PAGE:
Get Your Children Outside to Play

Get Your Children Outside to Play

A few weeks ago, on a beautiful fall day, my boys and I biked to a local park to play basketball and climb around on the jungle gym. There were other children also outside and I noticed three boys, about 10 or 11, were huddling around each other staring at a cell phone. They were engrossed. As my boys and I played, these older kids remained hunched over this electronic device for at least another thirty minutes. 

This is not what playing outside should look like.

I grew up spending a lot of time outside. I was usually with my sisters or friends, but as I got a older I would occasionally be alone. We would swim, ride our bikes, skateboard, jump on a trampoline, play football, basketball, or capture the flag. We would hike in the creek, build forts, and climb trees. We spent thousands of hours playing outside. 

Kids need to be outside, to play, to run, to explore. As a father of two boys, I know this, but sometimes forget. This fall, I was reminded of how beneficial it is for my kids to regularly play outside. Over the course of a few weeks we hiked, biked, played sports, camped, and experienced some natural wonders. It was tremendously joyful for all of us. As a result, we all slept better, ate better, and were generally in a better mood.

Kids need space to run and explore. Inside they have physical boundaries and limitations. Outside they are free to move their bodies with speed and strength. They can push themselves. Outside, they can touch and break most things without much consequence. Inside the house can feel like a museum filled with crystal vases for a young boy full of energy.

The progress of science has demonstrated many benefits to spending more time being active outside. Daily active play for children improves overall health. There are mental benefits from spending time in nature such as taking a hike in the woods. Moderated heat and cold stress both active different pathways benefiting overall health. Exposure to outside light improves vitamin D levels and helps align us to a healthy circadian rhythm.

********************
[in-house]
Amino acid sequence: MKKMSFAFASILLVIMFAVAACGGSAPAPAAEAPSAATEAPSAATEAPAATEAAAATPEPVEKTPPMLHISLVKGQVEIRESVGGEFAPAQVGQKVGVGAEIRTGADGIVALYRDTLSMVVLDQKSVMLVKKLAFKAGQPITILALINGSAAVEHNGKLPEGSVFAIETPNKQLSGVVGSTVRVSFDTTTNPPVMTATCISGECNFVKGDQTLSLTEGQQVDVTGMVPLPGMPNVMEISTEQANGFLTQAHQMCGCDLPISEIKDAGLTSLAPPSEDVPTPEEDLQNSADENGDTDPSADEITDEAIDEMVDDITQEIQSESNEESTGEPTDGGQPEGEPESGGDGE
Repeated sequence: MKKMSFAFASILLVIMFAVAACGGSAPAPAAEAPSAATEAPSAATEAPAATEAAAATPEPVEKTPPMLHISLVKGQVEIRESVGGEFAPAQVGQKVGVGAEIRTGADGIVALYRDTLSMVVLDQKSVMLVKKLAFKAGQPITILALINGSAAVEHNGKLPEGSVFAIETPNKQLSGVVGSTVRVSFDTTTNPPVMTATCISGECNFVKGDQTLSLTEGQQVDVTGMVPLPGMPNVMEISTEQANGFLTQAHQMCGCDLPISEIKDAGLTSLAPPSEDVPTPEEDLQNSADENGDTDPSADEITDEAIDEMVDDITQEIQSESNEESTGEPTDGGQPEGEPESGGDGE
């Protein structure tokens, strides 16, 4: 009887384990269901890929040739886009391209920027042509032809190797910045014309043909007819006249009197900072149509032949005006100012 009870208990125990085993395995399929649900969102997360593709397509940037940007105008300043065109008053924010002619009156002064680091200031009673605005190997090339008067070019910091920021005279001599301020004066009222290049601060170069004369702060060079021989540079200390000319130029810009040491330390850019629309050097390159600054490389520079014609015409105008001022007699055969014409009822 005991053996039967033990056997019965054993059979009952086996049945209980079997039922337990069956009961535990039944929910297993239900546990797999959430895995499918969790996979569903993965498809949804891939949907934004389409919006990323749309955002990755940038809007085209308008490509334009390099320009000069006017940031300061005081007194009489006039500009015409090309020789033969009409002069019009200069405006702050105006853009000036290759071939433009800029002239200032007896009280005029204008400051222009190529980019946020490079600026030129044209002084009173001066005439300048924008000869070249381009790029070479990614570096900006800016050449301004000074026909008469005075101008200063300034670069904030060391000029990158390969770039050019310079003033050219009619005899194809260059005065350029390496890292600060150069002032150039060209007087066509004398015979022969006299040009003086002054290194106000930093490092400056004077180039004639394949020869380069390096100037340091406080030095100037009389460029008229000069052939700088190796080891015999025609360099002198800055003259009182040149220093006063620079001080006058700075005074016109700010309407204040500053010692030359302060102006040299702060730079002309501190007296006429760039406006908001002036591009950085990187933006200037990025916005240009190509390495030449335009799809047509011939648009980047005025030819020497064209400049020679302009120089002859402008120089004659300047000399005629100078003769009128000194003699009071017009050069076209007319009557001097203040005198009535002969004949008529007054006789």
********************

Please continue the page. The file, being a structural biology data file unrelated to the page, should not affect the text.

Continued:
When kids are outside you get to ask them these questions:

  • Want to pick up that stick and break it?  
  • Want to climb on that rock?
  • And jump off? 
  • Want to run and yell?
  • Want to goof off with your friends?
  • Want to jump in that puddle?

Do it! What’s the worst that can happen? Your children may get some bumps and bruises and their feelings may get hurt from time to time. They’ll likely get dirty and occasionally ruin some clothes. A few band aids, some soap, and a home cooked dinner can remedy most mishaps that happen outside.

Inside our house the conversation often goes like this:

  • Stop running!
  • Don’t jump on the furniture!
  • Use your inside voice!
  • Be careful!
  • That could break!

Our world has become too sanitized and controlled. Children benefit from dirt and discomfort. Fortunately, nature provides both.

Our children need to play outside more. Their schedules should allow for regular outdoor play time. The rain, cold, or heat shouldn’t stop them. Kids need to be able to just be kids and being outside is their natural habitat to do so. 

Therefore, go buy your children some boots, open the door, and let them be themselves.

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